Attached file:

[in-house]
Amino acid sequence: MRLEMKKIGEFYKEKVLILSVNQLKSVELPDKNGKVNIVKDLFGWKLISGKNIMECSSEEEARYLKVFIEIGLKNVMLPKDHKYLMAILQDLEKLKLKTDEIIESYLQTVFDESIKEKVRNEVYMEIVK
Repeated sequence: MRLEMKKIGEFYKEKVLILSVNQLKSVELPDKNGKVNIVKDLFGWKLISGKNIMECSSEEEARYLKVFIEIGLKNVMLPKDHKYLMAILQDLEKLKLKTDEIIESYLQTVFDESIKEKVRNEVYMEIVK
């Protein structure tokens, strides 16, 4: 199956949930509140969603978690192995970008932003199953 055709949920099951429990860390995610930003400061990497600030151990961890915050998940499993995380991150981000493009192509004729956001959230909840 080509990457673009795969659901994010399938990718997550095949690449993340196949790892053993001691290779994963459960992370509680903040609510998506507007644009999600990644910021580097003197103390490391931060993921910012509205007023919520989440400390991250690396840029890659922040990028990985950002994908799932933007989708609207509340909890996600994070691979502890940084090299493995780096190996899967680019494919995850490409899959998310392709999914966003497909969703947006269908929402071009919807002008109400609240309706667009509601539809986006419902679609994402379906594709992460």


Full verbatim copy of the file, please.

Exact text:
[in-house]
Amino acid sequence: MRLEMKKIGEFYKEKVLILSVNQLKSVELPDKNGKVNIVKDLFGWKLISGKNIMECSSEEEARYLKVFIEIGLKNVMLPKDHKYLMAILQDLEKLKLKTDEIIESYLQTVFDESIKEKVRNEVYMEIVK
Repeated sequence: MRLEMKKIGEFYKEKVLILSVNQLKSVELPDKNGKVNIVKDLFGWKLISGKNIMECSSEEEARYLKVFIEIGLKNVMLPKDHKYLMAILQDLEKLKLKTDEIIESYLQTVFDESIKEKVRNEVYMEIVK
């Protein structure tokens, strides 16, 4: 199956949930509140969603978690192995970008932003199953 055709949920099951429990860390995610930003400061990497600030151990961890915050998940499993995380991150981000493009192509004729956001959230909840 080509990457673009795969659901994010399938990718997550095949690449993340196949790892053993001691290779994963459960992370509680903040609510998506507007644009999600990644910021580097003197103390490391931060993921910012509205007023919520989440400390991250690396840029890659922040990028990985950002994908799932933007989708609207509340909890996600994070691979502890940084090299493995780096190996899967680019494919995850490409899959998310392709999914966003497909969703947006269908929402071009919807002008109400609240309706667009509601539809986006419902679609994402379906594709992460």